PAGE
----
Humans though have an innate tendency to attribute human traits, emotions, or intentions to non-human entities. This is called anthropomorphism. So yes, with cars it’s very natural to envision the similarities of eyes to headlights, noses to emblems and mouths to grills. This tendency is what Disney Pixar relied upon to create their lovable Cars characters. But the animators at Disney Pixar knew enough about faces and beauty to NOT use the headlights as eyes. Instead they made the cars look human, natural and aesthetically pleasing by putting the “eyes” within the windshields. They then positioned a grill for the mouth at the golden ratio point between the eyes and the bottom of the car’s “face.” This is the very same golden ratio point that defines the position of the mouth on a human face, between the pupils of the eyes and the bottom of the chin! Do you see how the golden ratio proportions of design were applied to all the images below?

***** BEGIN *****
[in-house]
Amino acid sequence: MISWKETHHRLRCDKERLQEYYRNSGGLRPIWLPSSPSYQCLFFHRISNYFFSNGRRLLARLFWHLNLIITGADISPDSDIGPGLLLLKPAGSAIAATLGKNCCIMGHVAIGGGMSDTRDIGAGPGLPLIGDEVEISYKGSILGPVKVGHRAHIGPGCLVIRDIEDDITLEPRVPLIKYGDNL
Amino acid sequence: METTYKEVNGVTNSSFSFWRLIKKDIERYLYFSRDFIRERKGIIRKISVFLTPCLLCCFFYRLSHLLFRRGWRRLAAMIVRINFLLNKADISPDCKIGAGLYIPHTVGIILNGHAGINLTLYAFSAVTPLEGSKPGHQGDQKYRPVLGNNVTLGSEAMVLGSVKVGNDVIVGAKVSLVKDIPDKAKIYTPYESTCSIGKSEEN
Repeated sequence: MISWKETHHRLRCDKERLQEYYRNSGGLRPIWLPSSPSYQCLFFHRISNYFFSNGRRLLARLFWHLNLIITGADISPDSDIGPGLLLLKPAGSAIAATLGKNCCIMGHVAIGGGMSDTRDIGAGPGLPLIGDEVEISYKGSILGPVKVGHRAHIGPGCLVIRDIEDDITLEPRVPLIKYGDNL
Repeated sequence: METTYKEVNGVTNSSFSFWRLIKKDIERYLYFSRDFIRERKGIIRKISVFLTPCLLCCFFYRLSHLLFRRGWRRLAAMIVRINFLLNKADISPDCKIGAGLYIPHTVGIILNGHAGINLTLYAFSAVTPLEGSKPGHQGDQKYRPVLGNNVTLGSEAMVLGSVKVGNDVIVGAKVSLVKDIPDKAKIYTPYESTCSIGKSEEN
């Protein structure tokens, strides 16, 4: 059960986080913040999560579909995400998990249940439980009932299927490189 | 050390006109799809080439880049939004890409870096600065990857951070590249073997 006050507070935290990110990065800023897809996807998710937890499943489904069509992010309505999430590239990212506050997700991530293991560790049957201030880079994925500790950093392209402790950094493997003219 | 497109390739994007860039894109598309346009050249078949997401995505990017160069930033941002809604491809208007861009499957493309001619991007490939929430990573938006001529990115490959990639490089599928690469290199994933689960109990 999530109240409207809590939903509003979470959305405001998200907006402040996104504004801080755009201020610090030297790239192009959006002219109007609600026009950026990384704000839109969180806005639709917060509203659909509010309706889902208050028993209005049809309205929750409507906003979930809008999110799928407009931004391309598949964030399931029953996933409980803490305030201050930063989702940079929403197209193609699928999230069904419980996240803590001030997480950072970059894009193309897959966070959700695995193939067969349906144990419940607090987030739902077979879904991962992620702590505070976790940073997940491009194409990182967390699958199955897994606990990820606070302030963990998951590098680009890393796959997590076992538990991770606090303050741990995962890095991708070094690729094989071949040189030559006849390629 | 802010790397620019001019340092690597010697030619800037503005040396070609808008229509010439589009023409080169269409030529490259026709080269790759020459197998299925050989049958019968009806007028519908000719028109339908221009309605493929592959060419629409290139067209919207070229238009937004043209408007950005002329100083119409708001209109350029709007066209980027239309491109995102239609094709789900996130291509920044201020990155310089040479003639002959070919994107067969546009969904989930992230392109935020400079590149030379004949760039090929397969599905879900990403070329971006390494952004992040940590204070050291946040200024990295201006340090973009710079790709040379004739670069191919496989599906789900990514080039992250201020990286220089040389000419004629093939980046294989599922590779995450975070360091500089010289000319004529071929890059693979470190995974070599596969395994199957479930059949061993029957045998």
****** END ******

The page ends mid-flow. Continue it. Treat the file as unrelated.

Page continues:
But do buildings have human features???
So what about buildings? Here the analogy to human features completely falls apart. There is nothing at all about a building that you would necessarily expect to resemble two eyes, a nose and a mouth. Windows could be eyes, but most buildings have too many to make the connection. You might think of the door as a “mouth.” Doors though can be of any number, and be positioned in the middle, off-center or at the ends of a building. Some buildings have two separate entrance and exit doors on opposite ends. So when it comes right down to it, there is nothing about the design of a building that we should expect to be analogous to the design of a human face. And therefore, there is no reason that we should think that a mathematical model that measures human beauty would be able to measure the beauty of a building. This is most likely why the “best” score achieved by a building in this study was only a failing grade of 72.88%.